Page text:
The 1st-2nd of June 2017 saw the Mozilla Global Sprint circle the globe for another time this year. It’s Mozilla’s flagship two-day community event, bringing together people from all over the world to celebrate the power of open collaboration by working on a huge diversity of community led projects, from developing open source software, building open tools to writing curriculum, planning events, and more. So here’s a few of my own thoughts and reflections on this year’s happenings.
I joined my first Mozilla Global Sprint last year as the culmination of the Science Lab’s inaugural Working Open Workshop and mentorship program. I worked on my very own open science project, rmacroRDM which I’d spent the lead up to the Sprint preparing for. This year however it was a different experience for a number of reasons.
Firstly, the roles have been reversed, and from mentee, I was now a seasoned open leadership mentor. In fact, I had enjoyed the Open Leadership training program so much that I’d volunteered to mentor on the following two rounds, the first culminating at MozFest 2016 and this latest round at the Global Sprint 2017. Apart from staying connected to the vibrant network of movers and makers that is Mozilla, I also found I got a lot out of mentoring myself. From improving skills in understanding different people’s styles and support requirements to being introduced to new ideas, tools and technologies by interesting people from all over the world! Overall I find mentorship a positive sum activity for all parties involved.
So the lead up this year involved mentoring two projects while they prepare to launch at the global sprint. The Open Leadershp Training program involves mentees working through the OLT materials over 13 weeks while developing the resources required to open their projects up, ready to receive contributions. On a practical level, the program teaches approaches to help clearly define and promote the project and the use of github as a tool to openly host work on the web, plan, manage, track, discuss and collaborate. But the program delves deeper into the very essence of building open, supportive and welcoming communities in which people with an interest in a tool/cause/idea can contribute what they can, learn and develop themselves and feel valued and welcome members of a community.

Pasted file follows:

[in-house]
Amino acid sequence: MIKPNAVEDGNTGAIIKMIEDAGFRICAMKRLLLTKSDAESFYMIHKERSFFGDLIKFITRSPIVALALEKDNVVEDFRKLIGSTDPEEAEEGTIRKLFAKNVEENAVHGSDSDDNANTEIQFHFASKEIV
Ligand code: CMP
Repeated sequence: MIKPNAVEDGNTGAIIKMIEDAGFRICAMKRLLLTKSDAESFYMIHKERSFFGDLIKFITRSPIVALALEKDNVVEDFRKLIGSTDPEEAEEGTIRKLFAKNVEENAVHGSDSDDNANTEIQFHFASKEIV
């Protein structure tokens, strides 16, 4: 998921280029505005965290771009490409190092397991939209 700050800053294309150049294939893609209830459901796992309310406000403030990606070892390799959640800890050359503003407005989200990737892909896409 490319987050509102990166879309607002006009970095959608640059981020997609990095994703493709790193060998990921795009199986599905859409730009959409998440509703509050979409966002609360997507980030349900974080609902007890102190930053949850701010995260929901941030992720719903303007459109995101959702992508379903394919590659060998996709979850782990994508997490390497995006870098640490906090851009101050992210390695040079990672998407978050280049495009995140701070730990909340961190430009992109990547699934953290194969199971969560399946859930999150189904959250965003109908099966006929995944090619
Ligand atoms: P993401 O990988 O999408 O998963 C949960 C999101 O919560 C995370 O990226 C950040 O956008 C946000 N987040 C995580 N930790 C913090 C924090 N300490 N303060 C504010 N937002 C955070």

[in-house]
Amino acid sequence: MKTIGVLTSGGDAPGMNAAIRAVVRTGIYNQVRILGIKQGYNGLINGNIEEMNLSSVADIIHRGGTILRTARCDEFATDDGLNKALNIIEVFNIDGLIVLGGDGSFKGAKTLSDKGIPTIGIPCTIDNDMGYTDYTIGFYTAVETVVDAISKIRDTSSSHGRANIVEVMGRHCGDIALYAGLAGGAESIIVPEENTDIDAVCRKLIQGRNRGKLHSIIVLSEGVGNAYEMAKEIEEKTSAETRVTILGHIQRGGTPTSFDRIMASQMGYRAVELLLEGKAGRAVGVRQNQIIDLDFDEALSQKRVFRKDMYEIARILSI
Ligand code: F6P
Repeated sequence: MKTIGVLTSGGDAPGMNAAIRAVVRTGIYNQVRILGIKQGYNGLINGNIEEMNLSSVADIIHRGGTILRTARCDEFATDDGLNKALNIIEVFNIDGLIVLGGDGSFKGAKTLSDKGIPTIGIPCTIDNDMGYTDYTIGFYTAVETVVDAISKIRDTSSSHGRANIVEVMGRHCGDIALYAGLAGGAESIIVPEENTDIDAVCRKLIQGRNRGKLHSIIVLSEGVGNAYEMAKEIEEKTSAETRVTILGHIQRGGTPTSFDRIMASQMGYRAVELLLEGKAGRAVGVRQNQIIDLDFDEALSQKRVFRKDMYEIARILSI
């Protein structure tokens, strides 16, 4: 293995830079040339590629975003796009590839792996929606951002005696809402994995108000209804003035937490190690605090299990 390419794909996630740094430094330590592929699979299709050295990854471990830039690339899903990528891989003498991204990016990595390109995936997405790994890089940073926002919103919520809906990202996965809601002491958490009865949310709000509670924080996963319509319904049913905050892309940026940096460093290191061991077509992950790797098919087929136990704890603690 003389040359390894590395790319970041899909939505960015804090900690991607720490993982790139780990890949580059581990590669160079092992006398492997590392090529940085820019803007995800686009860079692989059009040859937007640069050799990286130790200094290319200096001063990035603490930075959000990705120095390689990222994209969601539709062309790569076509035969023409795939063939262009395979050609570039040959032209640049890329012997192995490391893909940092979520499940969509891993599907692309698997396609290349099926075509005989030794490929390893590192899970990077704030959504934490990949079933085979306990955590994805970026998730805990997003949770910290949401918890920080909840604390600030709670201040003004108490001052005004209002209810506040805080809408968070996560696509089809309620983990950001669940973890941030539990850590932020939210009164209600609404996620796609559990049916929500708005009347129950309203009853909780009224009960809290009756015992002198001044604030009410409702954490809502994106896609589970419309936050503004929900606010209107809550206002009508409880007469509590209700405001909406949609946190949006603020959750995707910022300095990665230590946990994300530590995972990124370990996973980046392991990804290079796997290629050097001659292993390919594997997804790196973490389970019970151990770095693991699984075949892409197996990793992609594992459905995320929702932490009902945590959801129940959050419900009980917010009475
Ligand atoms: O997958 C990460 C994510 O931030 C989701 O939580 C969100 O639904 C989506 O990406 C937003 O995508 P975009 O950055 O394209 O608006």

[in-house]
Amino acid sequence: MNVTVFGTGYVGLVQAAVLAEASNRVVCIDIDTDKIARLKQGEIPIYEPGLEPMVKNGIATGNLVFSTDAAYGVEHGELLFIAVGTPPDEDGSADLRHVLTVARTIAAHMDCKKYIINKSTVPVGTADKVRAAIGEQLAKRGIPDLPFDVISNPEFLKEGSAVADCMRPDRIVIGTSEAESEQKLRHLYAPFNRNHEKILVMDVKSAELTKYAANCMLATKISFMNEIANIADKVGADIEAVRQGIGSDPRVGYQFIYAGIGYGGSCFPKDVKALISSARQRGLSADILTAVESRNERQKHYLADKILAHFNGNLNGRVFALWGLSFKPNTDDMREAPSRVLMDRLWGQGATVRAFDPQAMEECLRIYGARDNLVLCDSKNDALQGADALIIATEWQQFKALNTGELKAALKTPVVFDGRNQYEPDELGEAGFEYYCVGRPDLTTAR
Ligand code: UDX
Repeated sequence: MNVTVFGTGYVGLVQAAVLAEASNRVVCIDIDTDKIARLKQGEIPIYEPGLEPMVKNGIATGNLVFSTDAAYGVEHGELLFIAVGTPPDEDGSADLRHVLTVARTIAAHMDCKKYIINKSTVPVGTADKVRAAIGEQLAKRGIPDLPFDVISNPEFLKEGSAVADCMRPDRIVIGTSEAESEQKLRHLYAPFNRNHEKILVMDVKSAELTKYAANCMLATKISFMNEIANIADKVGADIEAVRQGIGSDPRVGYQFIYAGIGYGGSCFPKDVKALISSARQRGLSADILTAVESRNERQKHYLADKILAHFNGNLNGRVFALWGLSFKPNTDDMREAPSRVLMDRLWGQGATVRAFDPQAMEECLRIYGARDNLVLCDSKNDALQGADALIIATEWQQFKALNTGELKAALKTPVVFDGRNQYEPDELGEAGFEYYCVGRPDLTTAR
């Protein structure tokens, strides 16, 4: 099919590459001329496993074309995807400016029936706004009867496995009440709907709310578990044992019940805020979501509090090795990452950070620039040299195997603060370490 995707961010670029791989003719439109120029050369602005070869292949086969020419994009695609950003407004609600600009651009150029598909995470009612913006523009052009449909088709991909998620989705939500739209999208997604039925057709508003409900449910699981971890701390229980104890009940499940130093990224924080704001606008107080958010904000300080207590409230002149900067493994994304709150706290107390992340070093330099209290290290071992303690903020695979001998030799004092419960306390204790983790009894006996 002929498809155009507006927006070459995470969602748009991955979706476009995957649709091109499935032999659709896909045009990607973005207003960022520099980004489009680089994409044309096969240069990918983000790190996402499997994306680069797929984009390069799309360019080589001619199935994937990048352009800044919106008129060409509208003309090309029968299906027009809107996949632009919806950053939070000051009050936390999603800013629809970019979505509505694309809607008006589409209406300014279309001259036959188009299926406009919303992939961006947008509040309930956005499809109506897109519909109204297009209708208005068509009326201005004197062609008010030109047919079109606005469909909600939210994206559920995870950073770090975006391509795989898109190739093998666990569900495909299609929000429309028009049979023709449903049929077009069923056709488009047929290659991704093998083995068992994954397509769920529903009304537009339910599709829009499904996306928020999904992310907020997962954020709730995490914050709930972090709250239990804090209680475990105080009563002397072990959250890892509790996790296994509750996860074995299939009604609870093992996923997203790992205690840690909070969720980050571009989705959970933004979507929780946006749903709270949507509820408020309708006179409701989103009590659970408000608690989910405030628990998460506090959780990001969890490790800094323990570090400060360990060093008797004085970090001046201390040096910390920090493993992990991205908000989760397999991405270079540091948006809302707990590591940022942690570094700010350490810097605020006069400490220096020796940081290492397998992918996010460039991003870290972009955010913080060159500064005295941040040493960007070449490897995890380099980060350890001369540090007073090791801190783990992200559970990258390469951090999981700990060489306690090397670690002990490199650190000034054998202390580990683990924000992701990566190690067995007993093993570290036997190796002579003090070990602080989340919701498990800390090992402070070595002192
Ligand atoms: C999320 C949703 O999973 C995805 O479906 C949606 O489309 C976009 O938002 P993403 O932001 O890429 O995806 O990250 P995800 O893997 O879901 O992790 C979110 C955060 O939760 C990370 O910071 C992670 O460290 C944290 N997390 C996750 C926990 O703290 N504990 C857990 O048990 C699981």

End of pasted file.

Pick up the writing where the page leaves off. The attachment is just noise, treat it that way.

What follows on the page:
Weekly contacts with the program alternated between whole cohort vidyo call check-ins and more focused one-on-one skype calls between mentors and mentees. This round I co-mentored with the wonderful Chris Ritzo from New America’s Open Technologiy Institute and we took on two extremely exciting projects, Aletheia and Teach-R.
Headed up by Kade Morton (@cypath), a super sharp, super visionary, super motivated, self-described crypto nerd from Brisbane, Australia, Aletheia doesn’t pull any punches when describing it’s reason for being:
In response they’re building a decentralised and distributed database as a publishing platform for scientific research, leveraging two key pieces of technology, IPFS and blockchain. Many of the technical details are frankly over my head but I nonetheless learned a lot from Kade’s meticulous preparation and drive. Read more about the ideas behind the project here.
What can I say about Marcos Vital, professor of Quantitative Ecology at Federal University of Alagoas (UFAL), Brazil and fellow #rstats aficionado apart from he is also a huge inspiration! An effortless community builder, he runs a very successful local study group and has built a popular and engaged online community through his lab facebook page promoting science communication.
Secondly, this year I helped host a site here at the University of Sheffield, and seeing as the sprint coincided with my first day as a Research Software Engineer for Sheffield RSE, we decided to take the event under our wing. With space secured and swag and coffee funds supplied by the Science Lab, the local site was read for action!
The was a good buzz of activity throughout the sprint at the site, with a few core participants while others came and went as they could. At the very least, roaming participants managed to soak up some of the atmosphere and pick up some git and github skills,…a success in my books!
Stuart Mumford (@StuartMumford) led project SunPy, a python based open-source solar data analysis environment and attracted a number of local contributors, including a new PhD student, although, as is often the case, much of the first morning seemed to be spent battling python installation on his laptop! Worth it for picking up a local contributor that will hopefully remain engaged throughout his studies though, and the team managed to push on with bug fixes and documentation development.